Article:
A death can only be registered once you have the Medical Cause of Death Certificate from the doctor, or in the case of a death reported to the coroner, confirmation from the coroner's office that the relevant paperwork has been issued to us.
If there is an inquest, or the death has to be referred to the coroner, the coroner's officer or registrar will advise you.
Book an appointment
If the death occurs in Oxfordshire
If the death occurred in Oxfordshire, it can be registered in any one of the registration offices in the county.
Alternatively, you can contact us.
If the death occurs in an Oxford hospital
If the death occurred at one of the Oxford hospitals, the bereavement officers may be able to book an appointment for you to register the death at the John Radcliffe Hospital.
Registration by declaration
(If you live outside Oxfordshire or if the death occurred outside Oxfordshire)
If it is not convenient for you to register the death in Oxfordshire, as you live some distance away, you may prefer to make a declaration of the death at your local registration office in another district. Staff from your local registration office will be able to offer you advice on the procedure for this.
If the death occurred outside Oxfordshire and it is inconvenient for you to go to the district where the death took place, you may prefer to make a declaration of the death in Oxfordshire. For more information you can contact us.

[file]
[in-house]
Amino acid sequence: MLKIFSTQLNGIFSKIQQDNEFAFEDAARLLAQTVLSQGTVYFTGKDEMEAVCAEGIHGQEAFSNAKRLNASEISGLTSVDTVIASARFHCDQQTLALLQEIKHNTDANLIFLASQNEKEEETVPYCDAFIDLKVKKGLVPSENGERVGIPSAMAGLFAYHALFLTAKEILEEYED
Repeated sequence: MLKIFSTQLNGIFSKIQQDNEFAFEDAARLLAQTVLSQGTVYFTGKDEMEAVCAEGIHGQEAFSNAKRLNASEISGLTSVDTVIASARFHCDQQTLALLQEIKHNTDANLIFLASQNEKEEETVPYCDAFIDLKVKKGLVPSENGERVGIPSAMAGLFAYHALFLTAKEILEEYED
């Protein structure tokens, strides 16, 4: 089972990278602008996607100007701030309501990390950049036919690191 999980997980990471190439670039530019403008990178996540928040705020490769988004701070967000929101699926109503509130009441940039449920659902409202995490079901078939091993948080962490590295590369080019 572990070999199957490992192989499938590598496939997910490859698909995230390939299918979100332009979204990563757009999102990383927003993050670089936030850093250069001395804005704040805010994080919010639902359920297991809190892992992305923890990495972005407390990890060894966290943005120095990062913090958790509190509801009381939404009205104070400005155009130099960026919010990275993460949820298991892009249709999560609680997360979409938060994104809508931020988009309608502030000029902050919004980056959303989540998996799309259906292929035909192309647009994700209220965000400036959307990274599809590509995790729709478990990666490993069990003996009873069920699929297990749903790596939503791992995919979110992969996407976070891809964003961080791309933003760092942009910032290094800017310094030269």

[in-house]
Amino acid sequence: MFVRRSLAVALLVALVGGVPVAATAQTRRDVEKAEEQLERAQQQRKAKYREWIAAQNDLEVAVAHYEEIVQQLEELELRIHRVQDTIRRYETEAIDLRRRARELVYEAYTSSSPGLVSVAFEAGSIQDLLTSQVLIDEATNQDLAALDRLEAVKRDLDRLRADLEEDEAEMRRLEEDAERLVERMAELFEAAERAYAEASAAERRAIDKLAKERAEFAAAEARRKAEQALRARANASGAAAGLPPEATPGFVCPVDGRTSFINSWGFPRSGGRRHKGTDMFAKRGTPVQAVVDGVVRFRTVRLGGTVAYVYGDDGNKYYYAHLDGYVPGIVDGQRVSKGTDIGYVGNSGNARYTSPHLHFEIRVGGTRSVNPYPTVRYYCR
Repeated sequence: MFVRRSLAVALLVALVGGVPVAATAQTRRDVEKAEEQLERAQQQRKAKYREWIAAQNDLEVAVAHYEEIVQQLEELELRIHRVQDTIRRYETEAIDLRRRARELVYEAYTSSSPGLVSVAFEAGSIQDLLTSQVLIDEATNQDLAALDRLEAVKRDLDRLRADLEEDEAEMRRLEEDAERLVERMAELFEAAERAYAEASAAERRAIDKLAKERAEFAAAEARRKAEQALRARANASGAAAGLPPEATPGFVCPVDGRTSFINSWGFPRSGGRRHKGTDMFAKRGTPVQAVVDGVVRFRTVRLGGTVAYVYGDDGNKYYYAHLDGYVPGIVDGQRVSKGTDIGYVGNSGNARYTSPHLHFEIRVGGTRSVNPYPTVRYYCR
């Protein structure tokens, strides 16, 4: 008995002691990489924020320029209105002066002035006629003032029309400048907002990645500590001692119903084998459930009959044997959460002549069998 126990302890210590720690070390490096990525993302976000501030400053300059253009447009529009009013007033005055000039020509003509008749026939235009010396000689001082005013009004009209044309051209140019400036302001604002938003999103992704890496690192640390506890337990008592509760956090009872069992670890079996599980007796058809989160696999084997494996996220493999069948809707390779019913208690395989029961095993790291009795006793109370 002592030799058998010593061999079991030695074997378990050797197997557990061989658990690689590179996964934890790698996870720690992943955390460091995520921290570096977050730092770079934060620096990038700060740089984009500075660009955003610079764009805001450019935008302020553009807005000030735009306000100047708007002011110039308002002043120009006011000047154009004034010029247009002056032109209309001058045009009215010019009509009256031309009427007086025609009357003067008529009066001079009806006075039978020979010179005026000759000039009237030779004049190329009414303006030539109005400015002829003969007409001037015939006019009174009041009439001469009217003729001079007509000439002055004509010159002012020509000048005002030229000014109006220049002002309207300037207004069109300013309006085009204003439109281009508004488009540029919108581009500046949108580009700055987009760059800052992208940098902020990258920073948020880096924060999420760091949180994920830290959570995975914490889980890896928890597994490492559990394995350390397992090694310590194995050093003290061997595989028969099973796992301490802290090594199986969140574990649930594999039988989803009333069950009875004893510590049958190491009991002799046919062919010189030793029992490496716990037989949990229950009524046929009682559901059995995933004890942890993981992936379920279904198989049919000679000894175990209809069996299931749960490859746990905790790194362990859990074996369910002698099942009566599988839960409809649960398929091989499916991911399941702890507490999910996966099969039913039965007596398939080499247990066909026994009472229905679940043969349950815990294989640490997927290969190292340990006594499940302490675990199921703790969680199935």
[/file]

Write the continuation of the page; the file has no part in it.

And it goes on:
As explained below, registration by declaration does result in a delay in the issue of the document needed for the funeral arrangements.
How registration by declaration works
The registrar will record the details in the form of a declaration and send it by post to the registrar for the district where the death occurred. The registrar will advise you how payment can be made for any certificates. When the registrar in the district where the death occurred receives the declaration they will enter the information in the death register and then issue any certificates of the death, as well as the document for the burial or cremation. These will be then be posted to you or the funeral director, as per your instructions.
If you choose to register by declaration, you should be aware that it will take extra time for the declaration to be posted, received, registered and certificates and documents for burial or cremation posted back to you. The funeral cannot take place until the document for burial or cremation has been received. We recommend the family should discuss the arrangements with their funeral director.
Deaths that happen abroad
If you require information on deaths that happen abroad, please visit the Foreign Commonwealth Office (FCO) website.
Who can register the death
- a relative of the deceased
- someone who was present at the death
- the person who is arranging the funeral
- the occupier of the establishment where the death took place.
The information you will need to give the registrar
About the deceased
- The date and place of death